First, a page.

Am J Med Genet A. 2011 Oct 28. doi: 10.1002/ajmg.a.34357. [Epub ahead of print]
Genomics really gets personal: How exome and whole genome sequencing challenge the ethical framework of human genetics research.
SourceDepartment of Pediatrics, University of Washington, Seattle, Washington; Treuman Katz Center for Pediatric Bioethics, Seattle Children's Hospital, Seattle, Washington. firstname.lastname@example.org .
AbstractExome sequencing (ES) and whole genome sequencing (WGS) putatively identify all adverse functional alleles of protein-coding genes. Accordingly, while ES/WGS are transformative new tools for gene discovery in human and medical genetics research, they also generate new manifestations of ethical issues related to the consent process, data sharing, and return of results. These manifestations have yet to be comprehensively framed, due in part to the rapidity with which new technologies for ES/WGS are being applied and because of a lack of empirical data to provide guidance. Accordingly, researchers, funding agencies, and policy makers have largely dealt with these issues intuitively. We explain how use of ES/WGS challenges: (i) models under which informed consent is typically obtained; (ii) how harms associated with data sharing are considered; and (iii) the nature of obligations surrounding unanticipated findings. We provide broad guidance about interim ways to contend with these issues and make broad recommendations for areas for novel resource and policy development. © 2011 Wiley Periodicals, Inc.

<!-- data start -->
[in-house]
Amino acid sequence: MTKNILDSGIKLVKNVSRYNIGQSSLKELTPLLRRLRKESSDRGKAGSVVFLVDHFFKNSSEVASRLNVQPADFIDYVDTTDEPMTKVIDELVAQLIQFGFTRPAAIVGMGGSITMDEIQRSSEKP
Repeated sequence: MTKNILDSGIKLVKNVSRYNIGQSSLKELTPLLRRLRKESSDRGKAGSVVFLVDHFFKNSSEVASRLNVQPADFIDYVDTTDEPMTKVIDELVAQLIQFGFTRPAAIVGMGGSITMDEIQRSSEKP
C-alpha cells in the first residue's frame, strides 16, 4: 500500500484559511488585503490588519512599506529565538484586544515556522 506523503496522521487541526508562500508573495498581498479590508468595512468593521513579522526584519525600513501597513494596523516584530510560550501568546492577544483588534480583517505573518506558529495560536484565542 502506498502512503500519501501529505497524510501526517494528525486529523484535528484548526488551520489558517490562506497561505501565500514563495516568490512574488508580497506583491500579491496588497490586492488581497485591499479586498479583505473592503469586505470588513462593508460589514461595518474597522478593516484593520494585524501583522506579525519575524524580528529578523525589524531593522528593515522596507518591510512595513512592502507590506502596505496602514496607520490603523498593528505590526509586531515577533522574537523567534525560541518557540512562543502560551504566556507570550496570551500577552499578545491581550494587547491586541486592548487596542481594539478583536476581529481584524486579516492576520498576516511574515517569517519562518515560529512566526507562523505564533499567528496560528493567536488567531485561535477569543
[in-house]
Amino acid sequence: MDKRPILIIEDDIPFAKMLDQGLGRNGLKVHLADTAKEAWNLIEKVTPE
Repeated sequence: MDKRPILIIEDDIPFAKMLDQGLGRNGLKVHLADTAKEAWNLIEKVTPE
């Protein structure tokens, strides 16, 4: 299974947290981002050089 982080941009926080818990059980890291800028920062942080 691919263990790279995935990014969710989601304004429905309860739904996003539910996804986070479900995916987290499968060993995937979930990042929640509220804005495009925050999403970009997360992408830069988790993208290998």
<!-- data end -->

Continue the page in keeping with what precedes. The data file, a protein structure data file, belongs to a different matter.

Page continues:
Copyright © 2011 Wiley Periodicals, Inc.
Genomics really gets personal: How exome an... [Am J Med Genet A. 2011] - PubMed - NCBI
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